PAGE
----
At a shade over 16kg (35lbs), the D412 isn't the lightest speaker out there, size‑for‑size, but it's easy to lift and carry around, mainly thanks to its two full‑size side handles, which are strong and comfortably shaped for lifting or carrying. The enclosure is well finished, all the external parts fit snugly together, and it looks as if it would handle quite a bit of rough treatment.
On the underside of the cabinet is a standard pole socket with a wheel‑type clamping screw, and three round feet, which are rather hard and don't provide much in the way of grip (I'd have preferred a softer rubber material). However, they do locate positively in three matching 'sockets' on the top of another D412, so that they can be stacked — I'm not sure I'd use them in this way but it's actually a useful storage feature!
The D412's rear panel is very simple, and provides two balanced input connectors (one TRS standard jack and the other an XLR), which feed the single input channel, and can be fed by line or mic sources. Three rotary controls provide adjustment of input level and low/high EQ: the bass control operates an 80Hz shelving circuit, and treble does the same at 12kHz.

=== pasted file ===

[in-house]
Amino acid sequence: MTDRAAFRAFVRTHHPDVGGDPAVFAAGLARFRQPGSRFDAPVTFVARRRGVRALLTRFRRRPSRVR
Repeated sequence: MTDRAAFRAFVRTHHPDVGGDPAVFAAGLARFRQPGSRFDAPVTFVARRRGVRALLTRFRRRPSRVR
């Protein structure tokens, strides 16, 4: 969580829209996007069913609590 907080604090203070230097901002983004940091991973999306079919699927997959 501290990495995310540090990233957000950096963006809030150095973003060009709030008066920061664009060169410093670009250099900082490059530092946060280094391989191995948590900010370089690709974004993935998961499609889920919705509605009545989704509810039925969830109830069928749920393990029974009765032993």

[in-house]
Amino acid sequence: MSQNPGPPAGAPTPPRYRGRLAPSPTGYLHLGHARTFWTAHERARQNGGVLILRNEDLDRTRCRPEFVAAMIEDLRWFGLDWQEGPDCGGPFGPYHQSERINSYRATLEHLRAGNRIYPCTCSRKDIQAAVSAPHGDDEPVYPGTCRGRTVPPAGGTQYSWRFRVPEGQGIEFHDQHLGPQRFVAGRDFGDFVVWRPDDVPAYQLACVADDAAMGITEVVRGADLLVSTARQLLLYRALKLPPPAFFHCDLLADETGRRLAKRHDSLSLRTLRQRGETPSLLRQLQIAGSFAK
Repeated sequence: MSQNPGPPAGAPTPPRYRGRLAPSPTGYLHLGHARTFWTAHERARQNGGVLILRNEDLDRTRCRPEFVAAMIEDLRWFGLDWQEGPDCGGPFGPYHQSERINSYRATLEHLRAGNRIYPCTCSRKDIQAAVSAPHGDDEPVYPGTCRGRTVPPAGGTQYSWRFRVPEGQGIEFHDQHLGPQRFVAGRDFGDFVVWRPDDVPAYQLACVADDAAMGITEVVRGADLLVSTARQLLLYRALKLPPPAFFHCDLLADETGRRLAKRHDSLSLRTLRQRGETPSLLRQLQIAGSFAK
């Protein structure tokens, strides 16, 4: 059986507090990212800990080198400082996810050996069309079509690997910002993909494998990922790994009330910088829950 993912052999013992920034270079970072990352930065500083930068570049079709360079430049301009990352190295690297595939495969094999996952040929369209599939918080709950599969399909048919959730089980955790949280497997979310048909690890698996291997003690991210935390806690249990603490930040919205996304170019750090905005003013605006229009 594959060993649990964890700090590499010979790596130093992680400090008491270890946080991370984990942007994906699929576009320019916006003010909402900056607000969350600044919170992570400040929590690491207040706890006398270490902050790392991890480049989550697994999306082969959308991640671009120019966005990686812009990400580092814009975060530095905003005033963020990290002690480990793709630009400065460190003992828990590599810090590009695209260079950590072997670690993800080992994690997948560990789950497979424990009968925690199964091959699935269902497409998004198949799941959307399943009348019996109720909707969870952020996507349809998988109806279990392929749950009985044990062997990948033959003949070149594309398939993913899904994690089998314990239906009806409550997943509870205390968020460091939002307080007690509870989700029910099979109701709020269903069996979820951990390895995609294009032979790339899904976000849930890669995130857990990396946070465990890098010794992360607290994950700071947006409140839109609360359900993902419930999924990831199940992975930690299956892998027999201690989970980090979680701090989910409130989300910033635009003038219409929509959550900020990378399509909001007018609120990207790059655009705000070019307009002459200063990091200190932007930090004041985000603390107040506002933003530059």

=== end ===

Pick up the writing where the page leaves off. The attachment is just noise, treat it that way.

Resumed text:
Apart from the on/off switch and an IEC mains connector, the only other features of the rear panel are LEDs indicating power on and signal clip, and an XLR output that is connected directly to the input and allows an onward connection to be made to one or more additional speakers, or to a separate remote system. I can never decide whether I prefer more or fewer features on these portable powered speakers; on an affordable product such as the D412 you wouldn't expect too many bells and whistles, but the inclusion of a simple RCA phono stereo input for replay (an iPod or CD player) would have made this a real one‑box solution for many solo performers who use backing tracks.